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History

At the start of the 20th Century, the pioneering flights of pilots such as Clement Ader, the Wright Brothers and Santos-Dumont, the proliferation of aeronautical competitions, and increasingly rapid technological advances marked the real birth of the modern aviation era.

A small group of men recognized the growing need for an international federation to coordinate and give direction to the rapidly growing aeronautical activity.

On 10 June 1905, Count Henri de la Vaulx, Vice President of the Aero Club of France, Major Moedebeck of the German Airship League and Fernand Jacobs, President of the Aero Club of Belgium, gave a presentation to the Olympic Congress of Brussels on their proposal for a "Fédération Aéronautique Internationale". The delegates received the idea warmly, and in token of its support the Olympic Congress adopted thefollowing resolution:"This Congress, recognizing the special importance of aeronautics, expresses the desire that in each country, there be created an Association for regulating the sport of flying and that thereafter there be formed a Universal Aeronautical Federation to regulate the various aviation meetings and advance the science and sport of Aeronautics."

On 12 October 1905, an international aeronautical conference was convened in Paris. After two days of debate, the representatives of Belgium, France, Germany, Great Britain, Italy, Spain, Switzerland and the USA adopted the entire package of proposed Statutes. The Fédération Aéronautique Internationale was founded on 14 October 1905. From its inception, the FAI defined its principal aims as being to"methodically catalogue the best performances achieved, so that they be known to everybody; to identify their distinguishing features so as to permit comparisons to be made; and to verify evidence and thus ensure that record-holders have undisputed claims to their titles." The statutes also specified that each body holding sporting powers (i.e. the national members of FAI) should retain full and autonomous control over its own affairs.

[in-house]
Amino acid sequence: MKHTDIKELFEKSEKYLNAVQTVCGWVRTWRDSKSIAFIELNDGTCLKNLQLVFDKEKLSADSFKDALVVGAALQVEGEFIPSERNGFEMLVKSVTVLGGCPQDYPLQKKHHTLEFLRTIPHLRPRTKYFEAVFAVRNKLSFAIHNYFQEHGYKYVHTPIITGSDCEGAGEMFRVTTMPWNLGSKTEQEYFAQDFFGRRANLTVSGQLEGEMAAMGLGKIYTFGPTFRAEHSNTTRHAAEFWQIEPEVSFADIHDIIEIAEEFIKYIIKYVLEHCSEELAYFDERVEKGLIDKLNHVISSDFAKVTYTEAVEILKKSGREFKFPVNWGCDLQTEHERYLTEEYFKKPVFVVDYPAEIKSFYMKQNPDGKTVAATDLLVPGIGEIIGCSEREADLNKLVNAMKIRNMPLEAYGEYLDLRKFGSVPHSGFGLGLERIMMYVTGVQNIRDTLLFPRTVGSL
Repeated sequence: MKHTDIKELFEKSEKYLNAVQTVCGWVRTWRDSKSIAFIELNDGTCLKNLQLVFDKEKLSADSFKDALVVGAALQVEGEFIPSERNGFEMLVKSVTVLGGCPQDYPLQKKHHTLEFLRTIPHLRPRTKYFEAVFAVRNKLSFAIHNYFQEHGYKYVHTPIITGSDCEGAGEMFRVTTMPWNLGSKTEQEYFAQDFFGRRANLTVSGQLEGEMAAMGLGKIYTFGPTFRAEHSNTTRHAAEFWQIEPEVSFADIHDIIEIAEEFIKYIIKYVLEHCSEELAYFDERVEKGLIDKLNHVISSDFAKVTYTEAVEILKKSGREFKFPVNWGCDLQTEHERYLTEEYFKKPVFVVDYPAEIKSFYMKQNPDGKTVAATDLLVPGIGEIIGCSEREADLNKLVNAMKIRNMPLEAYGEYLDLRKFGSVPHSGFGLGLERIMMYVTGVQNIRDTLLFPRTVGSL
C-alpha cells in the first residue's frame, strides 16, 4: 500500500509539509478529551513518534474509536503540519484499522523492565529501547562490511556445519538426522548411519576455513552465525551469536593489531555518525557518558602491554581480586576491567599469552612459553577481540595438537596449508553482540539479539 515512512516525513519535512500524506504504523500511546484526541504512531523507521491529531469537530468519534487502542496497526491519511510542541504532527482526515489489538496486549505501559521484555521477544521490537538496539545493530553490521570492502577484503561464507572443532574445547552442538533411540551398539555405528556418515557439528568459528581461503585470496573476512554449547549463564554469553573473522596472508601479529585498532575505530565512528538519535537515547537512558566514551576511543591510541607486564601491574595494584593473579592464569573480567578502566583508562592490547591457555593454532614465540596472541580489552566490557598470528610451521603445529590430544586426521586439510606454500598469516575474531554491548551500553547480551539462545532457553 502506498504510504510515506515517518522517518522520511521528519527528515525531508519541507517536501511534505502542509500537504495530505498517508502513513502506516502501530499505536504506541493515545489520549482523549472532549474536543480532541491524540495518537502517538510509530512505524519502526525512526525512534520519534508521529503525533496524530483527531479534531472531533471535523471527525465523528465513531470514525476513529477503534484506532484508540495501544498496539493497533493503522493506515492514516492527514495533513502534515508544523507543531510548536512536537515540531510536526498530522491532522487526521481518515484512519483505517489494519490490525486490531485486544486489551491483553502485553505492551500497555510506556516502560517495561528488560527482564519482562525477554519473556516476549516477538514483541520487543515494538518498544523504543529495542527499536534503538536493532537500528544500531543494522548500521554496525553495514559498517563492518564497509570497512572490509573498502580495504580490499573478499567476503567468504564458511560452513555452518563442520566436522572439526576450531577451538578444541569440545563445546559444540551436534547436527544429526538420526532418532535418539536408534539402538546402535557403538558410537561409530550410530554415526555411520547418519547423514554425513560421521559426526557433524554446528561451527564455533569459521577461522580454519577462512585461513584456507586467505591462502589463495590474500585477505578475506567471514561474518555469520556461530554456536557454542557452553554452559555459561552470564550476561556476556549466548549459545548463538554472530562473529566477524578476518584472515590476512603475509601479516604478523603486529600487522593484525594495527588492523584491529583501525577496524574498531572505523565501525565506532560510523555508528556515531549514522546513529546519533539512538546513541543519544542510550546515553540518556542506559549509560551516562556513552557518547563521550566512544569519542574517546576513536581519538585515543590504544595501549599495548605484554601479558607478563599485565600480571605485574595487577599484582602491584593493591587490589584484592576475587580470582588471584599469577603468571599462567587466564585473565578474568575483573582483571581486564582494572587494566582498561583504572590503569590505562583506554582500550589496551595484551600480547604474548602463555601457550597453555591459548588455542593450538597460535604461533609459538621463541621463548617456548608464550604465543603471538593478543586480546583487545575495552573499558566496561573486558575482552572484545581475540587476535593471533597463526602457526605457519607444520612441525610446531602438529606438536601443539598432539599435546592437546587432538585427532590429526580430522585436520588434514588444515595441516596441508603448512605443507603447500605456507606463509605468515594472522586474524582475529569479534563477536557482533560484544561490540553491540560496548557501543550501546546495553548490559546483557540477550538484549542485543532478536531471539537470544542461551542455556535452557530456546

More than 100 years old, faithful to the decisions of its founding fathers, but also because the principles then established remain valid, the FAI's Statutes still reflect the objectives defined in 1905.

However, the appearance of new technologies and modern equipment, and the birth of entirely new air sport disciplines have meant that the FAI's sphere of involvement has broadened - and continues to expand. New objectives are adopted to reflect developments in society and in the aspirations of those who practice air sports.

An international, non-profit-making, non-governmental organisation, the FAI's main aim is the development throughout the world of sport aviation and astronautical activities.

The current statutes describe in detail its specific objectives:

  • to make evident the essentially international spirit of aeronautics as a powerful instrument for bringing all people closer in mutual understanding and friendship regardless of political, racial or religious considerations, thereby helping to create international good will and thus build a better and more peaceful world;
  • to bring together the air sports men and women of the world in international competition;
  • to educate young people through sport in a spirit of mutual understanding and friendship;
  • to coordinate its Members' separate efforts to further aeronautics and astronautics throughout the world;
  • to protect and safeguard the interests of its Members in the use of air space;
  • to provide a forum for the exchange of information and discussion of mutual problems with other elements of civil aeronautics.

To fulfill these objectives and meet the needs of each air sport and area of activity, the organisational structure of FAI continues to evolve. From time to time, new Commissions are created.

At present, the FAI comprises these elements:

  • The General Conference, the supreme policy-making body, which adopts FAI Statutes and By-Laws - the foundation stones of the FAI;
  • The Executive Board, principal executive body of FAI, responsible for implementing the decisions of General Conference and directing the day-to-day operation of the FAI;
  • Eleven Air Sport Commissions representing, in addition to the General Commission, all 10 air sport disciplines under FAI control: ballooning, general aviation, gliding, rotorcraft, parachuting, aeromodelling, aerobatics, astronautics records, hang-gliding and microlights;
  • Four Technical Commissions which control non-sporting activities: aerospace education, amateur-built aircraft; medico-physiological and environmental matters.